The Harry Potter party has COME AND GONE, and many guests remarked prior to the occasion that they were pretty excited for my Pumpkin Pasties. I can’t blame them – they are delicious. And handily sized! And delicious. I need to emphasise this. They’re also vegan, because making pastry with vegetable shortening isn’t too difficult* as long as you’re not looking to win any awards for flakiness o’ crust.
Which I am not. Is that even an award? Mary Berry would know.
Anyway, these are really “Pumpkin” Pasties, given that pumpkin is a little harder to find in January than the books would have you believe, so I use a combination of butternut squash and sweet potato instead. The flavour comes from cooking everything on the hob, nice and slow, with a little liquid and some spices, before finishing everything off with soya cream. While optional, this does help to give the filling a nice creamy texture, which seemed to be a hit.
The one thing I will say is that there’s quite a few steps to this. Is it difficult? No. But it is certainly a lot easier if you have a food processor; I do, but I’ve included instructions on how to make the pastry without one. If you’re not vegan, feel free to use ready-rolled shortcrust pastry! Or, if you are vegan but you can’t be bothered to make your own, you could use filo instead, though that will make them a bit less pasty-like. Maybe there’s a vegan pastry brand out there??? I have no claim on such closely-guarded vegan secrets.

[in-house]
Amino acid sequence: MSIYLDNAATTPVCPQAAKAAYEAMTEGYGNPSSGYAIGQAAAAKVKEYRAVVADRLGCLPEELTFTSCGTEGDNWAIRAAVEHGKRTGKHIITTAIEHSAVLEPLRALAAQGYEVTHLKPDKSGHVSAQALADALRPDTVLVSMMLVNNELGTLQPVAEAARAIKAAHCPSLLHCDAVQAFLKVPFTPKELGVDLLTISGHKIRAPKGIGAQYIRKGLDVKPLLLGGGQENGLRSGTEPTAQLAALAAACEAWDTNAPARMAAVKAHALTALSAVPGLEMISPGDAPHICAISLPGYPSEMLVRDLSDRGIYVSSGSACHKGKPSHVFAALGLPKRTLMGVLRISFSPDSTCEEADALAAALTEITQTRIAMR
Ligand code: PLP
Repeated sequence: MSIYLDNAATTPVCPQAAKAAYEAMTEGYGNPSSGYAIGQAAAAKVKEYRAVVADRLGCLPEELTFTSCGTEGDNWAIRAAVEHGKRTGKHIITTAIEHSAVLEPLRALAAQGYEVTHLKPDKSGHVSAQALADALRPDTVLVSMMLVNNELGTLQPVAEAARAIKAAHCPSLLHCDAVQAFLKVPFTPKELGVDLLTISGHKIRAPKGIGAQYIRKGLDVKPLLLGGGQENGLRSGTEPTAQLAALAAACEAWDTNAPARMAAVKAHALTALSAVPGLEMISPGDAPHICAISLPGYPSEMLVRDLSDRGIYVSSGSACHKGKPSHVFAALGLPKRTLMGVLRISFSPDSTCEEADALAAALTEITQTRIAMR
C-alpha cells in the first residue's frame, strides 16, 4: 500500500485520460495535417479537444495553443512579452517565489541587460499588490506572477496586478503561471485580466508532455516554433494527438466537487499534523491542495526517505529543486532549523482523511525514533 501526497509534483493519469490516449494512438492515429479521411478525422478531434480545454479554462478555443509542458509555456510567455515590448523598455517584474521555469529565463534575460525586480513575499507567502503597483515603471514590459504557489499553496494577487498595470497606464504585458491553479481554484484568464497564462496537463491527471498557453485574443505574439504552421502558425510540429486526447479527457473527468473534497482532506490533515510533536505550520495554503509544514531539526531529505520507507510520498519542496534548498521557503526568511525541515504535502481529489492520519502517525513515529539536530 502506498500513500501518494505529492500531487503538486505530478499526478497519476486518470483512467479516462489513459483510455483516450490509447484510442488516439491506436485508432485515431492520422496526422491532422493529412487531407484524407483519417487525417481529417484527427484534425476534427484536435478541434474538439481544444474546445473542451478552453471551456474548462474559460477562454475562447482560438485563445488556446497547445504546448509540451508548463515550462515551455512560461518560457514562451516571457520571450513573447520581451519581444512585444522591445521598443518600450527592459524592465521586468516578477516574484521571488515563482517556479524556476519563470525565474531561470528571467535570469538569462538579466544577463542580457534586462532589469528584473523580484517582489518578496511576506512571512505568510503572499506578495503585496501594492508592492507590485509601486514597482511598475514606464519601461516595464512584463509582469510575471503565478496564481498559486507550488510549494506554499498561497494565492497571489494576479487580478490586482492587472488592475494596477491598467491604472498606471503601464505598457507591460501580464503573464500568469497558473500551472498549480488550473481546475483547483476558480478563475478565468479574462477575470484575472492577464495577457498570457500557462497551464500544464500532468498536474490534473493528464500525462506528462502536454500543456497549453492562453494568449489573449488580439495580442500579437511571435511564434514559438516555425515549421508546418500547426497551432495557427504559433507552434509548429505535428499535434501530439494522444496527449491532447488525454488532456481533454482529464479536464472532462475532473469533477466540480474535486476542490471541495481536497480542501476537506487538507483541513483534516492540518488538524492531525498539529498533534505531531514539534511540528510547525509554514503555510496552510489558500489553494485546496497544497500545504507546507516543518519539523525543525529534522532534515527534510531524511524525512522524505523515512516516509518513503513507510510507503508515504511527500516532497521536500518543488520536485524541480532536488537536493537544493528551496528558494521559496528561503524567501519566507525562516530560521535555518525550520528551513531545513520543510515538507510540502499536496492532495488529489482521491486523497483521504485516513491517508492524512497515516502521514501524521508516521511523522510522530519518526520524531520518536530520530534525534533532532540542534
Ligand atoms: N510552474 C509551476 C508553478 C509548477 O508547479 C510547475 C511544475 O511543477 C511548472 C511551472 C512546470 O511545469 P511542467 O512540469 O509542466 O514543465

These are quite small, since they were made for a party, but if you want some proper chunky pasties, just cut bigger circles. Sometimes life really is that simple.
Vegan Pumpkin Pasties (Gluten-free*)
Makes 8-10 pasties (with filling left over – see notes at the end of this post)
Preparation time: 10 minutes
Cooking time: 45 minutes
Food processor (alternatively, a large-ish bowl and pastry cutter – or very cold fingers); rolling pin; circle cutter (15-20cm diameter); lined baking sheet (may need two, or just cook in batches); large frying pan; clingfilm; metal spoon; knives, cutting board, etc.
For the pastry
- 225g plain flour (+ extra for rolling)
- 100g vegetable shortening
- Pinch of salt
- Splash of ice cold water (2-3tbsp)
- A little dairy-free milk for sealing and glazing
For the filling
- 1/2 butternut squash (can buy pre-prepped for ease – roughly 250g)
- 1 sweet potatoes (300g)
- 1 regular potato (150g)
- 2 white onions
- 2 cloves garlic
- 1 vegetable stock cube (I use reduced salt)
- 2 tsp low salt soy sauce
- 1/2 tsp cumin
- 1 tsp paprika
- 1 tsp garlic powder
- Salt & pepper
- 1 tbsp oil
- 150ml soya single cream
- 100-200ml water, to be added as needed